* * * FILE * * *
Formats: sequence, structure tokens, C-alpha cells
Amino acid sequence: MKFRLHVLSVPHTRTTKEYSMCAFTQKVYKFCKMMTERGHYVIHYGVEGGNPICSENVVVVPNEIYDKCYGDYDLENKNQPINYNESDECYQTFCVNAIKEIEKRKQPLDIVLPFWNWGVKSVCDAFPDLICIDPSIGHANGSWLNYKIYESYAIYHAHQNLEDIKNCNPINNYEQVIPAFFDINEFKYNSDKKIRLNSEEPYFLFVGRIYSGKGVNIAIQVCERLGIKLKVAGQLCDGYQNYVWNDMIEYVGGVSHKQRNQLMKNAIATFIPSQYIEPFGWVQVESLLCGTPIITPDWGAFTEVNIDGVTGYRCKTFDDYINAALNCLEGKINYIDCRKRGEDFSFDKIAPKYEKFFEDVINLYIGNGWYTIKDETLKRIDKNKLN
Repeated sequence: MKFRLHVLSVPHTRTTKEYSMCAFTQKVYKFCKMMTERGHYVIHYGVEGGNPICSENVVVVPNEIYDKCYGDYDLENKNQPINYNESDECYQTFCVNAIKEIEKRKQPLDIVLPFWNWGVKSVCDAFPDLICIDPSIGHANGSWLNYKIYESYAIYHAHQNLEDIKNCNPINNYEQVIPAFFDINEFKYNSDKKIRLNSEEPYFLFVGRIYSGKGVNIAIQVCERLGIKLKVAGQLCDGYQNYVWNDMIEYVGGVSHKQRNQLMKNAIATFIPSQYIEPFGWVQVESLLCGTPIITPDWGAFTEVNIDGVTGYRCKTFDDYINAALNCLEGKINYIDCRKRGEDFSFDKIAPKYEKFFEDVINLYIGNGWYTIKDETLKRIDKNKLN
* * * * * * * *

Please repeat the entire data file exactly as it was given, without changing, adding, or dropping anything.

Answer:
Formats: sequence, structure tokens, C-alpha cells
Amino acid sequence: MKFRLHVLSVPHTRTTKEYSMCAFTQKVYKFCKMMTERGHYVIHYGVEGGNPICSENVVVVPNEIYDKCYGDYDLENKNQPINYNESDECYQTFCVNAIKEIEKRKQPLDIVLPFWNWGVKSVCDAFPDLICIDPSIGHANGSWLNYKIYESYAIYHAHQNLEDIKNCNPINNYEQVIPAFFDINEFKYNSDKKIRLNSEEPYFLFVGRIYSGKGVNIAIQVCERLGIKLKVAGQLCDGYQNYVWNDMIEYVGGVSHKQRNQLMKNAIATFIPSQYIEPFGWVQVESLLCGTPIITPDWGAFTEVNIDGVTGYRCKTFDDYINAALNCLEGKINYIDCRKRGEDFSFDKIAPKYEKFFEDVINLYIGNGWYTIKDETLKRIDKNKLN
Repeated sequence: MKFRLHVLSVPHTRTTKEYSMCAFTQKVYKFCKMMTERGHYVIHYGVEGGNPICSENVVVVPNEIYDKCYGDYDLENKNQPINYNESDECYQTFCVNAIKEIEKRKQPLDIVLPFWNWGVKSVCDAFPDLICIDPSIGHANGSWLNYKIYESYAIYHAHQNLEDIKNCNPINNYEQVIPAFFDINEFKYNSDKKIRLNSEEPYFLFVGRIYSGKGVNIAIQVCERLGIKLKVAGQLCDGYQNYVWNDMIEYVGGVSHKQRNQLMKNAIATFIPSQYIEPFGWVQVESLLCGTPIITPDWGAFTEVNIDGVTGYRCKTFDDYINAALNCLEGKINYIDCRKRGEDFSFDKIAPKYEKFFEDVINLYIGNGWYTIKDETLKRIDKNKLN